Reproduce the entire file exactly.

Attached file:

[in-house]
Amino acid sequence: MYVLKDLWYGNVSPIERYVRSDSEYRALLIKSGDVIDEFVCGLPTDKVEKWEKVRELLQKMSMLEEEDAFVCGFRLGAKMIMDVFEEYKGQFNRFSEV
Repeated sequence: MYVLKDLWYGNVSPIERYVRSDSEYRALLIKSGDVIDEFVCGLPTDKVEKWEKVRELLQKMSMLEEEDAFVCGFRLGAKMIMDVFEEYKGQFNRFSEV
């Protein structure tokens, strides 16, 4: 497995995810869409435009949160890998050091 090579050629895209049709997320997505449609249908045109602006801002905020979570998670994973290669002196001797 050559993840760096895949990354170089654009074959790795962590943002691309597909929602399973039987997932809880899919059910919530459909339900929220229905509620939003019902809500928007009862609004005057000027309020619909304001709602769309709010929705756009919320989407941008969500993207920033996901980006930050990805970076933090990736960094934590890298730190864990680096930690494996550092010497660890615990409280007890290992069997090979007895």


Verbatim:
[in-house]
Amino acid sequence: MYVLKDLWYGNVSPIERYVRSDSEYRALLIKSGDVIDEFVCGLPTDKVEKWEKVRELLQKMSMLEEEDAFVCGFRLGAKMIMDVFEEYKGQFNRFSEV
Repeated sequence: MYVLKDLWYGNVSPIERYVRSDSEYRALLIKSGDVIDEFVCGLPTDKVEKWEKVRELLQKMSMLEEEDAFVCGFRLGAKMIMDVFEEYKGQFNRFSEV
């Protein structure tokens, strides 16, 4: 497995995810869409435009949160890998050091 090579050629895209049709997320997505449609249908045109602006801002905020979570998670994973290669002196001797 050559993840760096895949990354170089654009074959790795962590943002691309597909929602399973039987997932809880899919059910919530459909339900929220229905509620939003019902809500928007009862609004005057000027309020619909304001709602769309709010929705756009919320989407941008969500993207920033996901980006930050990805970076933090990736960094934590890298730190864990680096930690494996550092010497660890615990409280007890290992069997090979007895």